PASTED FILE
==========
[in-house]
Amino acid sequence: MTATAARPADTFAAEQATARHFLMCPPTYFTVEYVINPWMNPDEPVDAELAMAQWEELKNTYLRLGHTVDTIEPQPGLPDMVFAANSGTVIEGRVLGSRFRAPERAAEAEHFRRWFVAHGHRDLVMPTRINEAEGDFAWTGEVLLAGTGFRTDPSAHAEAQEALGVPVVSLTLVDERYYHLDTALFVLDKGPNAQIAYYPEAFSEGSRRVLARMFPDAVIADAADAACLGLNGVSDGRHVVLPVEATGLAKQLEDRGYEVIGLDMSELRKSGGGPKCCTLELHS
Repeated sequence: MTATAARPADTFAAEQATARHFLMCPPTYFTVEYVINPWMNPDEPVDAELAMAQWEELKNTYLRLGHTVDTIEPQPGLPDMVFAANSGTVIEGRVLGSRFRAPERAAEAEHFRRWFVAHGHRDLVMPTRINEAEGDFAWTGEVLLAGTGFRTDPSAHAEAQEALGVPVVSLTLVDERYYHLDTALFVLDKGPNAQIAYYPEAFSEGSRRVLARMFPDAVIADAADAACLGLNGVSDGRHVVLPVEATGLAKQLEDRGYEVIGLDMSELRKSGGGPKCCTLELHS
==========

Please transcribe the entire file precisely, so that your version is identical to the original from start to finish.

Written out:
[in-house]
Amino acid sequence: MTATAARPADTFAAEQATARHFLMCPPTYFTVEYVINPWMNPDEPVDAELAMAQWEELKNTYLRLGHTVDTIEPQPGLPDMVFAANSGTVIEGRVLGSRFRAPERAAEAEHFRRWFVAHGHRDLVMPTRINEAEGDFAWTGEVLLAGTGFRTDPSAHAEAQEALGVPVVSLTLVDERYYHLDTALFVLDKGPNAQIAYYPEAFSEGSRRVLARMFPDAVIADAADAACLGLNGVSDGRHVVLPVEATGLAKQLEDRGYEVIGLDMSELRKSGGGPKCCTLELHS
Repeated sequence: MTATAARPADTFAAEQATARHFLMCPPTYFTVEYVINPWMNPDEPVDAELAMAQWEELKNTYLRLGHTVDTIEPQPGLPDMVFAANSGTVIEGRVLGSRFRAPERAAEAEHFRRWFVAHGHRDLVMPTRINEAEGDFAWTGEVLLAGTGFRTDPSAHAEAQEALGVPVVSLTLVDERYYHLDTALFVLDKGPNAQIAYYPEAFSEGSRRVLARMFPDAVIADAADAACLGLNGVSDGRHVVLPVEATGLAKQLEDRGYEVIGLDMSELRKSGGGPKCCTLELHS